CBO Interview with Community Financial Resource Center (CFRC)
This community-based organization spotlight features the work by Community Financial Resource Center that is located at 4060 South Figueroa Street. Meta’s Community Liaison, Tania Picasso, had a moment to talk with Rudy Espinoza, Senior Program Officer for CFRC’s Local Economic Development department and discuss some of the programming related to social media and street vendors that is currently taking place. CFRC’s approach to community development through financial assistance and asset building illuminates what the Metamorphosis Project refers to as the Communication Infrastructure, an approach that privileges the community residents and grassroots perspective by uncovering the healthy connections between organizations and residents and the levels of communication that are happening as a means of bringing about positive change.
MetaConnects (MC): Please describe Community Financial Resource Center’s (CFRC) overall mission.
Rudy Espinoza (RE): As a Community Development Financial Institution, our role is to provide capital and asset building education to consumers. We see ourselves almost like an alternative bank—when business owners and people go to the bank and they’re not getting the loan or the account that’s going to help them build assets—that’s when they come to us and we help them. CFRC is about building assets in the community. We serve all of LA County with in our surrounding neighborhood of South LA.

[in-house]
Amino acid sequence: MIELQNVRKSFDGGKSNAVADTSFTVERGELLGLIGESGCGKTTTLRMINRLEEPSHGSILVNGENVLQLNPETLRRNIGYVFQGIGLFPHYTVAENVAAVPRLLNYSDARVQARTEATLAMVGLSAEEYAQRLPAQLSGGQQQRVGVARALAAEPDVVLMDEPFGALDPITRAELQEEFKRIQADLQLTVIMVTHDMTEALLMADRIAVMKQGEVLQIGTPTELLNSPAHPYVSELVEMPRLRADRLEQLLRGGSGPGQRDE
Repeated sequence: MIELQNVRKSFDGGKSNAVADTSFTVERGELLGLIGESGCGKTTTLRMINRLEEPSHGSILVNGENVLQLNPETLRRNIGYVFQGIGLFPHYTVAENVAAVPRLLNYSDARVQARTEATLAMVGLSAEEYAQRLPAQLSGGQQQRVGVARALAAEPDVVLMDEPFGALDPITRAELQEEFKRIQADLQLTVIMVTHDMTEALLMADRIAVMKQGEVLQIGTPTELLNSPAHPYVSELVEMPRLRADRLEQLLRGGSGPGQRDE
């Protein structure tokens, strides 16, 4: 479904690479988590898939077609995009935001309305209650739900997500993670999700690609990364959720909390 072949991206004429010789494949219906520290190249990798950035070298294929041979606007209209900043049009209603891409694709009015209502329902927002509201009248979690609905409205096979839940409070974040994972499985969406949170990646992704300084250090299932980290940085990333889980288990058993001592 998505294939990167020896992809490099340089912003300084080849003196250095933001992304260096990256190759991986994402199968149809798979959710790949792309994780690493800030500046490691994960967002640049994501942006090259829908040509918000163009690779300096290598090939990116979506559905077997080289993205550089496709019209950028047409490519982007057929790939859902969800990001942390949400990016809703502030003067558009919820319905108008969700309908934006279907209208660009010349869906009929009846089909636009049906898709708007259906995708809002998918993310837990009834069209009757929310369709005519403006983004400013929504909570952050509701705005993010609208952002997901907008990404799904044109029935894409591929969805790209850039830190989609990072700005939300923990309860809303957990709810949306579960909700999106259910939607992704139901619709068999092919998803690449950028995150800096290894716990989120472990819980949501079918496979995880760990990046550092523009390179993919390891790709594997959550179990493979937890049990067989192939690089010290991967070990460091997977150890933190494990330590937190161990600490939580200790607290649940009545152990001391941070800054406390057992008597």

MC: How does CFRC go about making their resources known to the community? What are some of your outreach/media strategies?
RE: In the past, we used to do community walks where we would go out into the neighborhood and talk to folks about the programs that we had. I think now, we want to start bringing that back. But I know that in my capacity here, the way that I promote is working through my partners. Sometimes I mix outreach through nonprofit partners with simply walking in the neighborhood and talking to people. Ultimately, it’s really about mapping out the natural aggregators in the community and leveraging their network to get the word out.
MC: Who are some of CFRC’s partners and collaborators in South LA?
RE: The new work that is coming out of the Capital Partners Program involves working with street vendors. We’re treating street vendors as business owners and entrepreneurs. We are organizing them and trying to get them in here to help them understand the process to become a legitimate business in South LA. That work is funded through The California Endowment, so we’re excited to participate in the Endowment’s hub where we have gotten to know partners in the community like, Esperanza Community Housing Corporation and SCOPE. These organizations help us get the word out about our program.
MC: Tell us about your computer laband how it’s become a resource in the community.